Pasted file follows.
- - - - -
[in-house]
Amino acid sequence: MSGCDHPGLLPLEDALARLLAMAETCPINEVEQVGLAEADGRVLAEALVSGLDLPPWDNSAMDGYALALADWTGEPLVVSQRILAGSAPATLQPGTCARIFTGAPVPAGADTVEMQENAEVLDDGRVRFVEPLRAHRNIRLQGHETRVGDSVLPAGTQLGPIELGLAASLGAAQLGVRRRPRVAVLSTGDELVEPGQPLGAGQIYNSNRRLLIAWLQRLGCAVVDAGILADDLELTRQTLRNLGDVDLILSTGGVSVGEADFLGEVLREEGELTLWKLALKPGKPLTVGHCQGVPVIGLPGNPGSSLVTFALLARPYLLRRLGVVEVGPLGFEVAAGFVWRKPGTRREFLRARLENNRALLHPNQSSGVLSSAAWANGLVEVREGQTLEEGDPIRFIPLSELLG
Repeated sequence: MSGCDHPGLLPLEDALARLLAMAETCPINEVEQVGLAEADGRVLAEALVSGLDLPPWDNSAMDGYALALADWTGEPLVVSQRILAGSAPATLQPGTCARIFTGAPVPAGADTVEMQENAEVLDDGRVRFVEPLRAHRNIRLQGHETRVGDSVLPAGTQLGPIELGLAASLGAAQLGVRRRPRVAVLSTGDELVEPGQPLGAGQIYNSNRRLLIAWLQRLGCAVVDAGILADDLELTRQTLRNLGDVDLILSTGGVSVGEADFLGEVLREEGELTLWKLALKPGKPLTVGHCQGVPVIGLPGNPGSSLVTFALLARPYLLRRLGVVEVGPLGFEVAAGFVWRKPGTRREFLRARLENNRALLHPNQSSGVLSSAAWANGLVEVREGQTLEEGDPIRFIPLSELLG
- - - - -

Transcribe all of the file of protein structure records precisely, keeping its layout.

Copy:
[in-house]
Amino acid sequence: MSGCDHPGLLPLEDALARLLAMAETCPINEVEQVGLAEADGRVLAEALVSGLDLPPWDNSAMDGYALALADWTGEPLVVSQRILAGSAPATLQPGTCARIFTGAPVPAGADTVEMQENAEVLDDGRVRFVEPLRAHRNIRLQGHETRVGDSVLPAGTQLGPIELGLAASLGAAQLGVRRRPRVAVLSTGDELVEPGQPLGAGQIYNSNRRLLIAWLQRLGCAVVDAGILADDLELTRQTLRNLGDVDLILSTGGVSVGEADFLGEVLREEGELTLWKLALKPGKPLTVGHCQGVPVIGLPGNPGSSLVTFALLARPYLLRRLGVVEVGPLGFEVAAGFVWRKPGTRREFLRARLENNRALLHPNQSSGVLSSAAWANGLVEVREGQTLEEGDPIRFIPLSELLG
Repeated sequence: MSGCDHPGLLPLEDALARLLAMAETCPINEVEQVGLAEADGRVLAEALVSGLDLPPWDNSAMDGYALALADWTGEPLVVSQRILAGSAPATLQPGTCARIFTGAPVPAGADTVEMQENAEVLDDGRVRFVEPLRAHRNIRLQGHETRVGDSVLPAGTQLGPIELGLAASLGAAQLGVRRRPRVAVLSTGDELVEPGQPLGAGQIYNSNRRLLIAWLQRLGCAVVDAGILADDLELTRQTLRNLGDVDLILSTGGVSVGEADFLGEVLREEGELTLWKLALKPGKPLTVGHCQGVPVIGLPGNPGSSLVTFALLARPYLLRRLGVVEVGPLGFEVAAGFVWRKPGTRREFLRARLENNRALLHPNQSSGVLSSAAWANGLVEVREGQTLEEGDPIRFIPLSELLG